Overstock.com, Inc. v. Goldman Sachs Grp., Inc.Annotate this Case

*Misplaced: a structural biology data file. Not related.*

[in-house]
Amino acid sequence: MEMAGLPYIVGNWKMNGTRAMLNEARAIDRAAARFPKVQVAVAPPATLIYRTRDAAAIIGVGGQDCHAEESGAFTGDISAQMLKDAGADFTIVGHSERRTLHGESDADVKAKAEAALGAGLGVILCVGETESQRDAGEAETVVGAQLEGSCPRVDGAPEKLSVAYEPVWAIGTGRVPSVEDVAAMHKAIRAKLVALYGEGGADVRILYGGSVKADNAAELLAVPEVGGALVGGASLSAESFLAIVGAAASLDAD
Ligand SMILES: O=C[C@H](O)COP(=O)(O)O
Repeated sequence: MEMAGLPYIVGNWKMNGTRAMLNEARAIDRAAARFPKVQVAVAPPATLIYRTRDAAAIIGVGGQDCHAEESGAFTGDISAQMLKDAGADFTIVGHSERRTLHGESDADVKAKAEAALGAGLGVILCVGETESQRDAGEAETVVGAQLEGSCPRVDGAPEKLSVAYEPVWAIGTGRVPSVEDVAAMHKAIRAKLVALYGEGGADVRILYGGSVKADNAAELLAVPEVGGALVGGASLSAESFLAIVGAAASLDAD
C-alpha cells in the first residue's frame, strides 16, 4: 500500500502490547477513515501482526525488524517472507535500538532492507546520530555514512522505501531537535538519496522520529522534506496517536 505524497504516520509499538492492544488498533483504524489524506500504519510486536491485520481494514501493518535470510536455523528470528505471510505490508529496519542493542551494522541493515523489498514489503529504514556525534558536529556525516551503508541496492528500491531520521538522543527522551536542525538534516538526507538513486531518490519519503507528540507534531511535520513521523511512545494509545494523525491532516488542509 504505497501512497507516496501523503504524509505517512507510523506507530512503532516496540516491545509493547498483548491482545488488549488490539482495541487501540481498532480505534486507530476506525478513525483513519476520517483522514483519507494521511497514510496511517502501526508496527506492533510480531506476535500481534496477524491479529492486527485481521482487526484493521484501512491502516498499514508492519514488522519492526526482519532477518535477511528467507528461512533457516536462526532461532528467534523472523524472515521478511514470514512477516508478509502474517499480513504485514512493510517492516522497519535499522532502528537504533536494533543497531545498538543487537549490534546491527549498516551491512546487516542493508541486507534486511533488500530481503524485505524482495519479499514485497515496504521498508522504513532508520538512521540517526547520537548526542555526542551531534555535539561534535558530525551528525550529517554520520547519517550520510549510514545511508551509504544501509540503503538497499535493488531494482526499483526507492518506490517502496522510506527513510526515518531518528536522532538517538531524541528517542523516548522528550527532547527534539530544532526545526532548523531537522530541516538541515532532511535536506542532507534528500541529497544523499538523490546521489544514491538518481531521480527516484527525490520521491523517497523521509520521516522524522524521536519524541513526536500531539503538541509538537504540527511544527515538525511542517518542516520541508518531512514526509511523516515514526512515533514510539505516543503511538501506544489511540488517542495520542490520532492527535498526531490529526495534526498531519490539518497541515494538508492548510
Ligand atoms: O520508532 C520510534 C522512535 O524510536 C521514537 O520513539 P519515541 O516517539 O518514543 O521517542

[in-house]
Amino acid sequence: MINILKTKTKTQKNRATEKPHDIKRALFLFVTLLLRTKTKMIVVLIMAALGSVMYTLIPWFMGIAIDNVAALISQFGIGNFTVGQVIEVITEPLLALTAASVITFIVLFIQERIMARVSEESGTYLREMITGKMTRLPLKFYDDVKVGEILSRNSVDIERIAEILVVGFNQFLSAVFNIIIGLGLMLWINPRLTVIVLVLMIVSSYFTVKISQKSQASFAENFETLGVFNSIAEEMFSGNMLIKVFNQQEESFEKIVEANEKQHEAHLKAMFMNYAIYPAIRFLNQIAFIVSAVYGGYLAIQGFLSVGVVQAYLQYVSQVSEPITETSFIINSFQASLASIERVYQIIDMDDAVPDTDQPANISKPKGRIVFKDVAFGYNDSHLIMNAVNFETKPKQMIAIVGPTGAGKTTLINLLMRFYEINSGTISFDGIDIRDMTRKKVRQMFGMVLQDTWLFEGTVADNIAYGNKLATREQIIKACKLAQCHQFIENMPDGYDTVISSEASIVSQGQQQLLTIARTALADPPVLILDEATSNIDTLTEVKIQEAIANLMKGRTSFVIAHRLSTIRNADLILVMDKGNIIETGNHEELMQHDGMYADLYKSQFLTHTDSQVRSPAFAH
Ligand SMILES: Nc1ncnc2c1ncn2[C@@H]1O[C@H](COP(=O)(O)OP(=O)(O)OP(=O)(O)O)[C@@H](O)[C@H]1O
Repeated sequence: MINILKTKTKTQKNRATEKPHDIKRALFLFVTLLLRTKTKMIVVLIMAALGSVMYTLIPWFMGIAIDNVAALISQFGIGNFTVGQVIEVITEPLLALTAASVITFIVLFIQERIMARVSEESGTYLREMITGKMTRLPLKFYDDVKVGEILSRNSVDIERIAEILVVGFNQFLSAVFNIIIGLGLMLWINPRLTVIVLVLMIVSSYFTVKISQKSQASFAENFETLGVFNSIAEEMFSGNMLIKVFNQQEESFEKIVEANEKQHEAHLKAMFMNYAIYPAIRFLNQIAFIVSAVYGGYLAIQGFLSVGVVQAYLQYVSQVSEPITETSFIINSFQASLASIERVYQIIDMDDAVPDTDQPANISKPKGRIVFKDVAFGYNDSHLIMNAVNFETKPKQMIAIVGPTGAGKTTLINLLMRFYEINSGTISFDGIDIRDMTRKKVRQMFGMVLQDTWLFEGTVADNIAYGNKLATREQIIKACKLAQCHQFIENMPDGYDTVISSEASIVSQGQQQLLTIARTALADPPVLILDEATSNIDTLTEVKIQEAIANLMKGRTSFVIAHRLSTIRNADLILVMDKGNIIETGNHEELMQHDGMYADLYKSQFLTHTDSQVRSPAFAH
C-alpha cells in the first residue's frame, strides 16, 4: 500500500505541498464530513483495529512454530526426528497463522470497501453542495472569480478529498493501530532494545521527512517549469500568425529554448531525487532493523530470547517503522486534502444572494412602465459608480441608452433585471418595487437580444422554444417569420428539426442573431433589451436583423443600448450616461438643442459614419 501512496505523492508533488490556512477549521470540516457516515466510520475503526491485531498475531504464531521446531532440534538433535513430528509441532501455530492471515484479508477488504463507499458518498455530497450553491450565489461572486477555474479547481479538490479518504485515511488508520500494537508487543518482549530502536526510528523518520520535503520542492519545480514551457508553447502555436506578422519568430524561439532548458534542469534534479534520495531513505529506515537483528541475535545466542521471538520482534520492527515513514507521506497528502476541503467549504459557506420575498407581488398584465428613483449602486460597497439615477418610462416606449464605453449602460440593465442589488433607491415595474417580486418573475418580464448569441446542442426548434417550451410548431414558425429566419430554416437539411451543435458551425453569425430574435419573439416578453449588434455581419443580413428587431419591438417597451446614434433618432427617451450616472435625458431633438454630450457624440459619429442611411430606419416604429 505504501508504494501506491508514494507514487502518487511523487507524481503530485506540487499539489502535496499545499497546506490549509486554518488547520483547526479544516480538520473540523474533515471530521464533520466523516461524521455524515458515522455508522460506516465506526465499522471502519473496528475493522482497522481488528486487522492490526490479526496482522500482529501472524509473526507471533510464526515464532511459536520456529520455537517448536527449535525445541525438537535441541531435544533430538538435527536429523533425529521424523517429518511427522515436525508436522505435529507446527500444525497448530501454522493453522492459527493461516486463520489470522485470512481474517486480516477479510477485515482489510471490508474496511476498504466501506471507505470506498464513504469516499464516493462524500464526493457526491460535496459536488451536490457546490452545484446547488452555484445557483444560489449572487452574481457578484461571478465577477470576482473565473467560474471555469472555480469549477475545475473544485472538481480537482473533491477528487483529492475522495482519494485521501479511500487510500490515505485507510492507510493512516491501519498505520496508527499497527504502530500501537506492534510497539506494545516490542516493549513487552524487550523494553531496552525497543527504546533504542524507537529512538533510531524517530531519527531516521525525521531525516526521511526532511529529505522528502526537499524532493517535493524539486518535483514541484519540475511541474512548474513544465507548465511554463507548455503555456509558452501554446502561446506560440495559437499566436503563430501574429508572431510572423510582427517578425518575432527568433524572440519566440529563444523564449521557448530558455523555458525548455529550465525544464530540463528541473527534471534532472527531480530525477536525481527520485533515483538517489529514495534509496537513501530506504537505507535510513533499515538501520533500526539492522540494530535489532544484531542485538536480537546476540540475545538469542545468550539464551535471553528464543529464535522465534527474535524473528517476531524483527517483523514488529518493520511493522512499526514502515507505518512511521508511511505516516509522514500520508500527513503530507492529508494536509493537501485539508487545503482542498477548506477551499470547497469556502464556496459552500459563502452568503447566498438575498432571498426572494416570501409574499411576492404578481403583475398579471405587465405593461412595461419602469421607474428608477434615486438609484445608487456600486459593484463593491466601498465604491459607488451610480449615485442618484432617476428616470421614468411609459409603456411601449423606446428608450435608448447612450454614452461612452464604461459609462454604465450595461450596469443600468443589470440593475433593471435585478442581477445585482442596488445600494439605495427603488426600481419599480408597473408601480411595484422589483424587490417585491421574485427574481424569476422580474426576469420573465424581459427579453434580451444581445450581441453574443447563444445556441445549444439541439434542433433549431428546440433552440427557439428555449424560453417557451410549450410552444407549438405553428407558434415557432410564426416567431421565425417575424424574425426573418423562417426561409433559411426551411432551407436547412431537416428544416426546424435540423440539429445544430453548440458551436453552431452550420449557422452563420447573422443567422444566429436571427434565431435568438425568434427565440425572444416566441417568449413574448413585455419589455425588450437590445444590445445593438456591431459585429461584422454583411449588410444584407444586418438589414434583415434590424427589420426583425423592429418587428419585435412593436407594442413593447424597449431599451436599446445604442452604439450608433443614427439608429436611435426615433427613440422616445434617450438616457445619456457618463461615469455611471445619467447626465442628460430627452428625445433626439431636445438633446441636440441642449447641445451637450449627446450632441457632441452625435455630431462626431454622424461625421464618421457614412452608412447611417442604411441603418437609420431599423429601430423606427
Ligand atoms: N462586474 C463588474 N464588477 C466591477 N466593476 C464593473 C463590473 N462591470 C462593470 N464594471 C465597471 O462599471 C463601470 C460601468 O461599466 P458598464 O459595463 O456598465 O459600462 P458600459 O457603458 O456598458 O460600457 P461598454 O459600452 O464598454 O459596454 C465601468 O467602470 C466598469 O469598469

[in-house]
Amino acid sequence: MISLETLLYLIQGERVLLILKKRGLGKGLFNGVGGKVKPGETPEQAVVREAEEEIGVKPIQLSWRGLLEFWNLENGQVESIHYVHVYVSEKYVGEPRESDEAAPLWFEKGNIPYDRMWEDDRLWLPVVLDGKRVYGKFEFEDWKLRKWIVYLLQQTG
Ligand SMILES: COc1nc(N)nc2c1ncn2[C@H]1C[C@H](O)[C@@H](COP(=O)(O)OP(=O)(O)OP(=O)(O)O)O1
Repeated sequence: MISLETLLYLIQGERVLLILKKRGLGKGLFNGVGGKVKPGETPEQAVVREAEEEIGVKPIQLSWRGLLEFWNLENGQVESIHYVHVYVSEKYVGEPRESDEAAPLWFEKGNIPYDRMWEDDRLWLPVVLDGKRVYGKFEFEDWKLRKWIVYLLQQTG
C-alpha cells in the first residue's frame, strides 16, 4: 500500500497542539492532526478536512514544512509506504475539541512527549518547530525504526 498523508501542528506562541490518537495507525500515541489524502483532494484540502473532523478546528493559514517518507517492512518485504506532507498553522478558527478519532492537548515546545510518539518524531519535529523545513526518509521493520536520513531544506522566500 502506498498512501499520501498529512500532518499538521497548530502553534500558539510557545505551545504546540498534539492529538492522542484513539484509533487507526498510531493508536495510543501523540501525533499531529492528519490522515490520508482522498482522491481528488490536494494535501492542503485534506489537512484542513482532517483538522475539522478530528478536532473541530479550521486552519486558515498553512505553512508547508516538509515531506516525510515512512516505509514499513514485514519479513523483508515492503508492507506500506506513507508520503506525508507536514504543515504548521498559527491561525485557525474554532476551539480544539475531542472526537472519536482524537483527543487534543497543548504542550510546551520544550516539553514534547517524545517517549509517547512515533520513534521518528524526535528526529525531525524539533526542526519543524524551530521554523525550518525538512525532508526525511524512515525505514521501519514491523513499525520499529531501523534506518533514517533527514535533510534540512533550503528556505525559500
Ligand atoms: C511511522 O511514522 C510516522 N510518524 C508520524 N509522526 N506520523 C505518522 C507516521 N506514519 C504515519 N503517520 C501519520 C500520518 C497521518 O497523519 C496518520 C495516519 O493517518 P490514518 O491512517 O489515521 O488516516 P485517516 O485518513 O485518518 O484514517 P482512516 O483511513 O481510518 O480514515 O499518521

Overstock.Com alleged that defendants intentionally depressed the price of Overstock stock by effecting “naked” short sales: sales of shares the brokerage houses and their clients never actually owned or borrowed to artificially increase the supply and short sales of the stock. The trial court dismissed claims under New Jersey Racketeer Influence and Corrupt Organizations (RICO) Act without leave to amend and rejected California market manipulation claims on summary judgment. The appeals court affirmed dismissal of the belatedly raised New Jersey RICO claim and summary judgment on the California claim as to three defendants, but reversed as to Merrill Lynch. The evidence, although slight, raised a triable issue this firm effected a series of transactions in California and did so for the purpose of inducing others to trade in the manipulated stock. The court concluded that Corporations Code section 25400, subdivision (b), reaches not only beneficial sellers and buyers of stock, but also can reach firms that execute, clear and settle trades; such firms face liability in a private action for damages only if they engage in conduct beyond aiding and abetting securities fraud, such that they are a primary actor in the manipulative trading.